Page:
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Cheltenham

  • 15:20 Stan James Champion Hurdle Challenge Trophy 2m 110y

  • (Grade 1) £370,000 added 4yo+ 11 ran
  • Winner £210,937 2nd £79,143 3rd £39,627 4th £19,758
  • Going: Good (Good to Soft in places , Cross Country G/F,Good in places )
  • Surface: Turf
    Weighed In
  • Winning time: 3m 53.60s
  • Off time: 15:20:51

D-day for Hurricane Fly

Irish star ready to make bid for greatness

Last Updated: 15/03/11 8:59am

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Hurricane Fly will bid for Champion Hurdle glory on Tuesday afternoon

Hurricane Fly will bid for Champion Hurdle glory on Tuesday afternoon

Hurricane Fly bids to lay a ghost to rest after finally making an elusive first trip to Cheltenham to contest Tuesday's Stan James Champion Hurdle.

The French import has always been held in the highest regard by Irish champion Willie Mullins, but injury has scuppered his participation at the last two Festivals and it seemed he would never line up at the spiritual home of National Hunt racing.

This season, however, has seemingly gone entirely to plan, with the seven-year-old completing a hat-trick of victories over Solwhit in the Irish Champion Hurdle at Leopardstown in January.

Mullins has refused to get ahead of himself all season so not to tempt fate, and even now remains cautiously optimistic rather than confident that his charge can prevail.

The County Carlow handler does not expect the track or the ground to pose a problem after assessing conditions on Monday morning and is now keeping his fingers crossed all goes to plan.

"Everything seems fine with him since he travelled over and he seems in good form," said Mullins.

"I walked the track this morning and I don't think ground will be a problem for him.

"I'm not confident, my focus all season has been to get him there."

Paul Townend has guided Hurricane Fly to each of his three victories this season but Ruby Walsh is back in the saddle having returned from injury.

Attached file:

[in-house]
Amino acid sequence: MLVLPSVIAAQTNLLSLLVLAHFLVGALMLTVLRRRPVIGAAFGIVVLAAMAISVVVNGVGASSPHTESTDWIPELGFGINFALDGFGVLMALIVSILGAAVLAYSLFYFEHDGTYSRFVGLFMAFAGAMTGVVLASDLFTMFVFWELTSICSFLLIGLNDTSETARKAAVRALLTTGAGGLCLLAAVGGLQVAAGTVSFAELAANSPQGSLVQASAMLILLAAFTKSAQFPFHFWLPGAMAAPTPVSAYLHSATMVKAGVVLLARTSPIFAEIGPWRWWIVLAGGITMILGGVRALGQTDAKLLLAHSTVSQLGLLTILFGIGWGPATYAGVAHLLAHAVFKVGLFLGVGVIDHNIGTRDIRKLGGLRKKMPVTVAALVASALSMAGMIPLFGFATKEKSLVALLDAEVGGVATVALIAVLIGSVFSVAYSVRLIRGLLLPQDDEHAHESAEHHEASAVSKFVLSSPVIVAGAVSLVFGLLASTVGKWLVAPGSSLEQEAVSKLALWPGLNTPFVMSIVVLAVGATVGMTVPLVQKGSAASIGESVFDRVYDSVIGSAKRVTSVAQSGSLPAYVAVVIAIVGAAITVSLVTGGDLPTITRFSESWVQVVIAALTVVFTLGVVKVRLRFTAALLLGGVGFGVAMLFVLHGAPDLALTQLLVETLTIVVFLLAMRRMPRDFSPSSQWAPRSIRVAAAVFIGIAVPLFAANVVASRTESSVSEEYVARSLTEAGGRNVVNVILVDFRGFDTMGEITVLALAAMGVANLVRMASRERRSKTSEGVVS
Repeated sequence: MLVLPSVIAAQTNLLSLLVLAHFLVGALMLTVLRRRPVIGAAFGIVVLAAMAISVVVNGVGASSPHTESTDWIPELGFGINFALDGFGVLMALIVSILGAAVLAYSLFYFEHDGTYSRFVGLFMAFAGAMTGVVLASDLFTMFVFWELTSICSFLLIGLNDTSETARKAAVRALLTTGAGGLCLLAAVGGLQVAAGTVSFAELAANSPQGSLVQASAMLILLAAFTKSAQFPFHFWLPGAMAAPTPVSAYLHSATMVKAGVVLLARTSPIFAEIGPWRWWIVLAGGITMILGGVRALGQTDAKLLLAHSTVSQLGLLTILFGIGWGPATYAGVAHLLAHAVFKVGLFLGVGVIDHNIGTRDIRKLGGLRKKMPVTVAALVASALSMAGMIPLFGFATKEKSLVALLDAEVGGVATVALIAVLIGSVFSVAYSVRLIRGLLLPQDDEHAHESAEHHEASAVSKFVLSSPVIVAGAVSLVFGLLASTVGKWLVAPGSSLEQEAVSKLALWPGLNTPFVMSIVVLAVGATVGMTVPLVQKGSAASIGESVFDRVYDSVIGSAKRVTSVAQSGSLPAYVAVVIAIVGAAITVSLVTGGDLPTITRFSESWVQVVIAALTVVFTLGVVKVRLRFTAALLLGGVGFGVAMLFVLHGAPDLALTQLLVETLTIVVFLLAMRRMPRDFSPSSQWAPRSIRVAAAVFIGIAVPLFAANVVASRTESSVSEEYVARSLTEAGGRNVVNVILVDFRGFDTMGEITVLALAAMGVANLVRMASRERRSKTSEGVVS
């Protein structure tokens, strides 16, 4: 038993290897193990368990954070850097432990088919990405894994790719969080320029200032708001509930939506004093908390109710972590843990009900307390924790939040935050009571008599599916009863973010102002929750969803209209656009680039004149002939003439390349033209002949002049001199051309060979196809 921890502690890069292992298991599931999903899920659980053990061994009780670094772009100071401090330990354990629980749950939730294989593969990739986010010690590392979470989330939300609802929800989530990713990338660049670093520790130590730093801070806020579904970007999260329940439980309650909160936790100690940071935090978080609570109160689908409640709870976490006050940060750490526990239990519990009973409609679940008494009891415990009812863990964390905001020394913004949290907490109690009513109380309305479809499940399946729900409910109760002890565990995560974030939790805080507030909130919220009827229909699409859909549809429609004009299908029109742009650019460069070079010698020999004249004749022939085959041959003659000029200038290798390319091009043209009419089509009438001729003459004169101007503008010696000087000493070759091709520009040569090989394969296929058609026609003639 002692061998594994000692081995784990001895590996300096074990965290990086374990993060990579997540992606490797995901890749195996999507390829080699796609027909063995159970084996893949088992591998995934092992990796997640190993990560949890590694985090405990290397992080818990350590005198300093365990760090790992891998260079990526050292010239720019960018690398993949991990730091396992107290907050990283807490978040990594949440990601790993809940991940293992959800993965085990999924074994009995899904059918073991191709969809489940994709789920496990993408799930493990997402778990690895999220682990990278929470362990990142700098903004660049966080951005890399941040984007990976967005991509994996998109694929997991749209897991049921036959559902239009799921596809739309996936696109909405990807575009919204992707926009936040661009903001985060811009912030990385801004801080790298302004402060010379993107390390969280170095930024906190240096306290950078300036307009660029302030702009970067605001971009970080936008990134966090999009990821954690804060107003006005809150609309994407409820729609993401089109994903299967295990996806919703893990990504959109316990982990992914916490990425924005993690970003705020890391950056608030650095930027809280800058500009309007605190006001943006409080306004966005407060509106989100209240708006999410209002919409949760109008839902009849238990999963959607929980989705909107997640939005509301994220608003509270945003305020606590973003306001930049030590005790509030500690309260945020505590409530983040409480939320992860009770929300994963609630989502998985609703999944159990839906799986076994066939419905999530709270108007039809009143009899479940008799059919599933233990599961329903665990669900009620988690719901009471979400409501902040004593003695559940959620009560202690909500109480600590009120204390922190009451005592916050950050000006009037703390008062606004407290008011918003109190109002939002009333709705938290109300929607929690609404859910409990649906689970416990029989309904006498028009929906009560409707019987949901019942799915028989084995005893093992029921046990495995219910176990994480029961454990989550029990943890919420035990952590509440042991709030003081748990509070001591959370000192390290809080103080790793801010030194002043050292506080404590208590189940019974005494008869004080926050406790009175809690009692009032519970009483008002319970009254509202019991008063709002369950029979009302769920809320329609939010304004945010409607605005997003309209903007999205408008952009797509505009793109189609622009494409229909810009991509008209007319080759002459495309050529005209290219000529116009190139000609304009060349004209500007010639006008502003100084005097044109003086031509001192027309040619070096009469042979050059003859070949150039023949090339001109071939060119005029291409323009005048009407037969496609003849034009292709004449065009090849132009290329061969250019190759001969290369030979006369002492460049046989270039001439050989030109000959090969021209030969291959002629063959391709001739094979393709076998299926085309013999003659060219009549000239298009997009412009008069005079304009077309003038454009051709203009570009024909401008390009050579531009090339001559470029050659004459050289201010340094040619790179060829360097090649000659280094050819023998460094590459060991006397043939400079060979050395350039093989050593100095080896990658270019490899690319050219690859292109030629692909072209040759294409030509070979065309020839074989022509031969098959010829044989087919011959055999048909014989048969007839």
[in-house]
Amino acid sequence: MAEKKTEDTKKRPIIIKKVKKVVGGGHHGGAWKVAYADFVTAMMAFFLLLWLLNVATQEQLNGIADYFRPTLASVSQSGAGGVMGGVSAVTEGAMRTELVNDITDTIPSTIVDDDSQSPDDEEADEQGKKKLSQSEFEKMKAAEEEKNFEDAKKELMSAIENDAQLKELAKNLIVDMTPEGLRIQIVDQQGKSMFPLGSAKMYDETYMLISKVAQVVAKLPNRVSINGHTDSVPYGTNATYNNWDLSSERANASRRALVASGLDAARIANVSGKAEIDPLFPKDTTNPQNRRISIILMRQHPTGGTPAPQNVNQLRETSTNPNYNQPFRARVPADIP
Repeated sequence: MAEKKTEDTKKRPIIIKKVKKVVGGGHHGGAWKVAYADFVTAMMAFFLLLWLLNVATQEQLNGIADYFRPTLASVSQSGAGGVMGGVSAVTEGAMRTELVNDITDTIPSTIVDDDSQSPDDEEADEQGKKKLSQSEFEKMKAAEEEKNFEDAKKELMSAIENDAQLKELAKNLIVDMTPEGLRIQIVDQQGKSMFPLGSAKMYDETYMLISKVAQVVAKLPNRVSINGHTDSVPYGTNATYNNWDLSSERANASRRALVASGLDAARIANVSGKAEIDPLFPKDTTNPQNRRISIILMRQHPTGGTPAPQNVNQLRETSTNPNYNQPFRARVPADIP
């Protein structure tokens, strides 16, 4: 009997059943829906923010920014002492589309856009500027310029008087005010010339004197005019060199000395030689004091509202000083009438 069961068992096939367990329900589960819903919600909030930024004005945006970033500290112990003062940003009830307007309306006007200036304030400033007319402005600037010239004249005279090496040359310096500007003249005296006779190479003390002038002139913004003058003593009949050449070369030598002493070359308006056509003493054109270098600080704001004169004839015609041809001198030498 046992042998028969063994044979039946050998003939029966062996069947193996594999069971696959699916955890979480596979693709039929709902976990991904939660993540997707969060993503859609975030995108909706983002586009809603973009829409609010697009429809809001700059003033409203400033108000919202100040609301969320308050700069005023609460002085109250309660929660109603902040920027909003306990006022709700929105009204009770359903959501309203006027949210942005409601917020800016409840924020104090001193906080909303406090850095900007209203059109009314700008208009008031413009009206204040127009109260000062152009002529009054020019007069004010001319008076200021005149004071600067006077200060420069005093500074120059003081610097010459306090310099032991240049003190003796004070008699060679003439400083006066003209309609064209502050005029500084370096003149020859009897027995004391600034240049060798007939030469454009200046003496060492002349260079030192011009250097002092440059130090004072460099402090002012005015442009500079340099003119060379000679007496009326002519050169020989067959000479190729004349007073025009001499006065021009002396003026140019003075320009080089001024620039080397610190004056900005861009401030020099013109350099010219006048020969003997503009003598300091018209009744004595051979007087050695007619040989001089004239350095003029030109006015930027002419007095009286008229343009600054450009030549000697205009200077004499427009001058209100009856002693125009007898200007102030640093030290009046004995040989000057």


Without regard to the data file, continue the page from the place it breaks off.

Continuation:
"Obviously we had a decision to make regarding the jockey, but it's very difficult to leave the leading jockey around Cheltenham off," Mullins continued.

"Most of our Cheltenham winners never ran there before and I don't think it's a huge problem.

"It would have been nice to have done it, but it just didn't lend itself as we had other things to do here.

"He's won three times round Leopardstown and that's a great guide if you're going to Cheltenham."

Another statistic that Hurricane Fly has against him is the fact that no son of leading sire Montjeu has ever won at Cheltenham, but Mullins is not overly concerned.

The County Carlow handler added: "The Montjeu statistic is a worry but you can look at it the other way as if so many Montjeu horses have run at Cheltenham and haven't won, the chances are a winner is coming soon!

"It's certainly something you take on board but he has never shown any reason he wouldn't handle Cheltenham or come up the hill.

"Every time he's had a hill to travel up he's travelled up it very easily."

Another criticism levelled at the great Irish hope is that he has been beating the same horses this season, but Mullins believes Solwhit has been underestimated.

"I think Solwhit is a very good horse and you can't help what horses are in the races. Solwhit would be a fair machine to have in any yard," the trainer continued.

"I know he disappointed in the Champion Hurdle last year, but we know he's a Grade One horse."

Mullins also saddles Thousand Stars in the Champion Hurdle, not beaten far into third in the Irish equivalent.

"Thousand Stars has had two nice prep runs and if he travels up the hill this year the way he did last year' hopefully he'll get into the money," Mullins concluded.

"He made the running last time, but I'd imagine we'll adopt different tactics tomorrow."